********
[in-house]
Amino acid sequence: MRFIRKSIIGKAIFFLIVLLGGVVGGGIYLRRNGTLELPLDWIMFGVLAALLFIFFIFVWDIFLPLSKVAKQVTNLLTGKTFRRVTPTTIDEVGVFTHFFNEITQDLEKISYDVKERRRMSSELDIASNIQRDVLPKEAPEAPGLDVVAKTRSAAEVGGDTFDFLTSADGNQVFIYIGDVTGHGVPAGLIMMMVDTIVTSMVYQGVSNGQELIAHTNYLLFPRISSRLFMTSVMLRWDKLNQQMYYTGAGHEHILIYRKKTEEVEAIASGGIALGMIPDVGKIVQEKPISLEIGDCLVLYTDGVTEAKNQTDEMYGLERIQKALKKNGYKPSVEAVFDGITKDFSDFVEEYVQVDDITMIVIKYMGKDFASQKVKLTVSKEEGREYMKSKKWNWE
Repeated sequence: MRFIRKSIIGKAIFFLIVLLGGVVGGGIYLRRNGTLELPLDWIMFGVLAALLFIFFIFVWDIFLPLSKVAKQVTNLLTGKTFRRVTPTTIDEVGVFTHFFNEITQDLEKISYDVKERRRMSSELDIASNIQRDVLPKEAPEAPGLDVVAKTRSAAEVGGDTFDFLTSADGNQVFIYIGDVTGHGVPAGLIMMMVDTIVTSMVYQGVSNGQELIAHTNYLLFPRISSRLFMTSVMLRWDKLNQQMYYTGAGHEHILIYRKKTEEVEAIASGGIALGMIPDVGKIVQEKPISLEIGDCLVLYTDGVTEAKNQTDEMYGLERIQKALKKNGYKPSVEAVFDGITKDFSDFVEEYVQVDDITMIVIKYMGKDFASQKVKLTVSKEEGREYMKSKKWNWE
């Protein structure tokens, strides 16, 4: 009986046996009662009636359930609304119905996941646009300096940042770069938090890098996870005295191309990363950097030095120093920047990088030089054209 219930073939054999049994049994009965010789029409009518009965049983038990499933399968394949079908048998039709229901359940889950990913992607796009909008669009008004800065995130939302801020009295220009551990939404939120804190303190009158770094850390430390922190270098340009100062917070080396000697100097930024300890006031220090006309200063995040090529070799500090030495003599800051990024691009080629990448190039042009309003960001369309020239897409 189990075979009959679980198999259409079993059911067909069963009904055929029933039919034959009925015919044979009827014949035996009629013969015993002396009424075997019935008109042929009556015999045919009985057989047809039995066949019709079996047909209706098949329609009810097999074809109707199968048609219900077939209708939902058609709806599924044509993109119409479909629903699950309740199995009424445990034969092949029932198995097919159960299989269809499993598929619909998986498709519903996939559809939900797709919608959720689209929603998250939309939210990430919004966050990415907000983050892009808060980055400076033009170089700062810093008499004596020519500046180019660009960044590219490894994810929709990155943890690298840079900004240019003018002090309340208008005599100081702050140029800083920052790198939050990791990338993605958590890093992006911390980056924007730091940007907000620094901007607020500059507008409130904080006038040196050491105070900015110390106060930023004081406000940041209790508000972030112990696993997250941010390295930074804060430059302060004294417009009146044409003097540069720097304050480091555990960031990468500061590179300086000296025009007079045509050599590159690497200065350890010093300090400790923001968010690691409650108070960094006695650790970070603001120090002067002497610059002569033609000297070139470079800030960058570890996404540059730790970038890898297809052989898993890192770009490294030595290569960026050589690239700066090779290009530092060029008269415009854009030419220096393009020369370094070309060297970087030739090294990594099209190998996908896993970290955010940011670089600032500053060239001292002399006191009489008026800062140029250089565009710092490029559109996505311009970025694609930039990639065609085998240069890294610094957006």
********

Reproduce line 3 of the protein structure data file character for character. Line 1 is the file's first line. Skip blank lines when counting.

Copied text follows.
Repeated sequence: MRFIRKSIIGKAIFFLIVLLGGVVGGGIYLRRNGTLELPLDWIMFGVLAALLFIFFIFVWDIFLPLSKVAKQVTNLLTGKTFRRVTPTTIDEVGVFTHFFNEITQDLEKISYDVKERRRMSSELDIASNIQRDVLPKEAPEAPGLDVVAKTRSAAEVGGDTFDFLTSADGNQVFIYIGDVTGHGVPAGLIMMMVDTIVTSMVYQGVSNGQELIAHTNYLLFPRISSRLFMTSVMLRWDKLNQQMYYTGAGHEHILIYRKKTEEVEAIASGGIALGMIPDVGKIVQEKPISLEIGDCLVLYTDGVTEAKNQTDEMYGLERIQKALKKNGYKPSVEAVFDGITKDFSDFVEEYVQVDDITMIVIKYMGKDFASQKVKLTVSKEEGREYMKSKKWNWE